Compare any two graphics cards:
Radeon HD 6570 (OEM) 2GB vs Radeon HD 7750
IntroThe Radeon HD 6570 (OEM) 2GB has a GPU core clock speed of 650 MHz, and the 1024 MB of GDDR5 memory is set to run at 1000 MHz through a 128-bit bus. It also features 480 SPUs, 24 TAUs, and 8 ROPs.
Compare all that to the Radeon HD 7750, which comes with a core clock frequency of 800 MHz and a GDDR5 memory frequency of 1125 MHz. It also features a 128-bit bus, and uses a 28 nm design. It is made up of 512 SPUs, 32 TAUs, and 16 ROPs.
(No game benchmarks for this combination yet.)
Power Usage and Theoretical Benchmarks
Power Consumption (Max TDP)
The Radeon HD 7750, in theory, should perform just a bit faster than the Radeon HD 6570 (OEM) 2GB overall. (explain)
Texel RateThe Radeon HD 7750 is much (approximately 64%) more effective at texture filtering than the Radeon HD 6570 (OEM) 2GB. (explain)
Pixel RateIf running with a high screen resolution is important to you, then the Radeon HD 7750 is a better choice, and very much so. (explain)
Please note that the above 'benchmarks' are all just theoretical - the results were calculated based on the card's specifications, and real-world performance may (and probably will) vary at least a bit.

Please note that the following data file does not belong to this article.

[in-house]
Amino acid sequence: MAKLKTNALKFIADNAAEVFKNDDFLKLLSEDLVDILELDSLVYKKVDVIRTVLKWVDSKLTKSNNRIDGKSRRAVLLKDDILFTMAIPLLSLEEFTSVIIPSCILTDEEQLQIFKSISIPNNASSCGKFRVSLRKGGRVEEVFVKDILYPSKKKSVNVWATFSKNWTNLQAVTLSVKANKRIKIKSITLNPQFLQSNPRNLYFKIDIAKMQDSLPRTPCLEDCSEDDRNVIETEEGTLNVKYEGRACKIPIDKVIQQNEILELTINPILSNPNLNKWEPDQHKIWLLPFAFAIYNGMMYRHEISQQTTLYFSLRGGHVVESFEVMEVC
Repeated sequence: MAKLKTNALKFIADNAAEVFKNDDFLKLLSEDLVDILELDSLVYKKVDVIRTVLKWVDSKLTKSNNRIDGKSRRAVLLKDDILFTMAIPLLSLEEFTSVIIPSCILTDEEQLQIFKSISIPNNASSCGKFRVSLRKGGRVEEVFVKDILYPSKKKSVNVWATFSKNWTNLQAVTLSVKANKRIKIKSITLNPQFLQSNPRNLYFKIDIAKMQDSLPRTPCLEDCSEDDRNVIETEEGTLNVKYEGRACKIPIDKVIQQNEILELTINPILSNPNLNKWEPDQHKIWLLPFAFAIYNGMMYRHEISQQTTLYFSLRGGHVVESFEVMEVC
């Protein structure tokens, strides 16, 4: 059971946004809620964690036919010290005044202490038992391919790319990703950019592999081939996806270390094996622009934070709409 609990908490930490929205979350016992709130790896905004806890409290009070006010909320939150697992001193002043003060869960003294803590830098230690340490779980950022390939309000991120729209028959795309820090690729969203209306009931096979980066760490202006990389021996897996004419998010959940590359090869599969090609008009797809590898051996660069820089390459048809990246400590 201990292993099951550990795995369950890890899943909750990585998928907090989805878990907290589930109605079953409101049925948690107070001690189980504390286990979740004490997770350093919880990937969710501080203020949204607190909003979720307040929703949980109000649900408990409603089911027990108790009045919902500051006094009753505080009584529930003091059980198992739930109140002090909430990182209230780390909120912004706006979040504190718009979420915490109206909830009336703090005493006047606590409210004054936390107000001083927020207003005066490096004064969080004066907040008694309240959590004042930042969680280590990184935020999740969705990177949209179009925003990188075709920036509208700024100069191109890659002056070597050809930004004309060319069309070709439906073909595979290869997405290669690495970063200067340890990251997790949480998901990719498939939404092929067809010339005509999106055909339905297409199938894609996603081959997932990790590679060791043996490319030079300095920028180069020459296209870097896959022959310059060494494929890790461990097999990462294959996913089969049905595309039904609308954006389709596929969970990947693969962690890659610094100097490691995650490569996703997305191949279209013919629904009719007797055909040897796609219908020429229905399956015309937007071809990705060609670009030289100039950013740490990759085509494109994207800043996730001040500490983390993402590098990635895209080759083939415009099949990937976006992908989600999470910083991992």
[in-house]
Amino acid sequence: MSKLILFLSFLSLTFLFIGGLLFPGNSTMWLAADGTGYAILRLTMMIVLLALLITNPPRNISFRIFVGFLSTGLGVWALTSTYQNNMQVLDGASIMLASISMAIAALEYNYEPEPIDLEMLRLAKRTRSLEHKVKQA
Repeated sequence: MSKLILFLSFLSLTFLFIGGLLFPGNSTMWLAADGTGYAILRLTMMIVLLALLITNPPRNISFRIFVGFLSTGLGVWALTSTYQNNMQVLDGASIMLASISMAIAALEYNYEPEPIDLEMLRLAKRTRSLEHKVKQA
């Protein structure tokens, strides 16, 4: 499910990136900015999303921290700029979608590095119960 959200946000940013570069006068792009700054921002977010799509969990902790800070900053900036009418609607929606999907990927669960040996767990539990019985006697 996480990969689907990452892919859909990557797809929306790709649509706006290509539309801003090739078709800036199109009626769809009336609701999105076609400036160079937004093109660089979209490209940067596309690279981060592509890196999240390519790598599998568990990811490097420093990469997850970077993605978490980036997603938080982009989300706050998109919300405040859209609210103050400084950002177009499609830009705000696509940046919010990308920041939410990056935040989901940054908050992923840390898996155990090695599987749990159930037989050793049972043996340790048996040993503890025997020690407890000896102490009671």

Please note that the price comparisons are based on search keywords - sometimes it might show cards with very similar names that are not exactly the same as the one chosen in the comparison. We do try to filter out the wrong results as best we can, though.
Memory Bandwidth: Memory bandwidth is the max amount of information (measured in MB per second) that can be transferred across the external memory interface within a second. It is worked out by multiplying the card's interface width by its memory clock speed. In the case of DDR type RAM, it must be multiplied by 2 again. If DDR5, multiply by 4 instead. The better the card's memory bandwidth, the faster the card will be in general. It especially helps with AA, HDR and high resolutions.
Texel Rate: Texel rate is the maximum texture map elements (texels) that are applied in one second. This is calculated by multiplying the total texture units by the core clock speed of the chip. The higher this number, the better the card will be at handling texture filtering (anisotropic filtering - AF). It is measured in millions of texels applied in a second.
Pixel Rate: Pixel rate is the maximum number of pixels the video card could possibly write to the local memory in one second - measured in millions of pixels per second. The number is worked out by multiplying the amount of Render Output Units by the the core speed of the card. ROPs (Raster Operations Pipelines - aka Render Output Units) are responsible for filling the screen with pixels (the image). The actual pixel fill rate is also dependant on many other factors, most notably the memory bandwidth - the lower the bandwidth is, the lower the ability to reach the max fill rate.